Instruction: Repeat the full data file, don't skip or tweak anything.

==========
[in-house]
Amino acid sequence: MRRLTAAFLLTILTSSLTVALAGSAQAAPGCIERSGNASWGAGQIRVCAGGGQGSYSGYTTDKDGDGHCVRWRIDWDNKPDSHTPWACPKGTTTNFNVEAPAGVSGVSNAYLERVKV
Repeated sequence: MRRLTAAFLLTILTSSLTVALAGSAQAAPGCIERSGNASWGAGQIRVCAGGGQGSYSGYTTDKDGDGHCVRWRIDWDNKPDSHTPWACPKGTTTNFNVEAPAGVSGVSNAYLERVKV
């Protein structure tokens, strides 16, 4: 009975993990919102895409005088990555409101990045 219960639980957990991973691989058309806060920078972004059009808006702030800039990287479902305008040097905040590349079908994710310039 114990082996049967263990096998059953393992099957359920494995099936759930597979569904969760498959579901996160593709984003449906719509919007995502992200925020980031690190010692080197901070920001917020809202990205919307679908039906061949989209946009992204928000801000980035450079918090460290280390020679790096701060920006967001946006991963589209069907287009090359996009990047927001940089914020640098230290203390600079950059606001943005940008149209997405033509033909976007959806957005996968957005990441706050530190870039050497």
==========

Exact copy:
[in-house]
Amino acid sequence: MRRLTAAFLLTILTSSLTVALAGSAQAAPGCIERSGNASWGAGQIRVCAGGGQGSYSGYTTDKDGDGHCVRWRIDWDNKPDSHTPWACPKGTTTNFNVEAPAGVSGVSNAYLERVKV
Repeated sequence: MRRLTAAFLLTILTSSLTVALAGSAQAAPGCIERSGNASWGAGQIRVCAGGGQGSYSGYTTDKDGDGHCVRWRIDWDNKPDSHTPWACPKGTTTNFNVEAPAGVSGVSNAYLERVKV
């Protein structure tokens, strides 16, 4: 009975993990919102895409005088990555409101990045 219960639980957990991973691989058309806060920078972004059009808006702030800039990287479902305008040097905040590349079908994710310039 114990082996049967263990096998059953393992099957359920494995099936759930597979569904969760498959579901996160593709984003449906719509919007995502992200925020980031690190010692080197901070920001917020809202990205919307679908039906061949989209946009992204928000801000980035450079918090460290280390020679790096701060920006967001946006991963589209069907287009090359996009990047927001940089914020640098230290203390600079950059606001943005940008149209997405033509033909976007959806957005996968957005990441706050530190870039050497």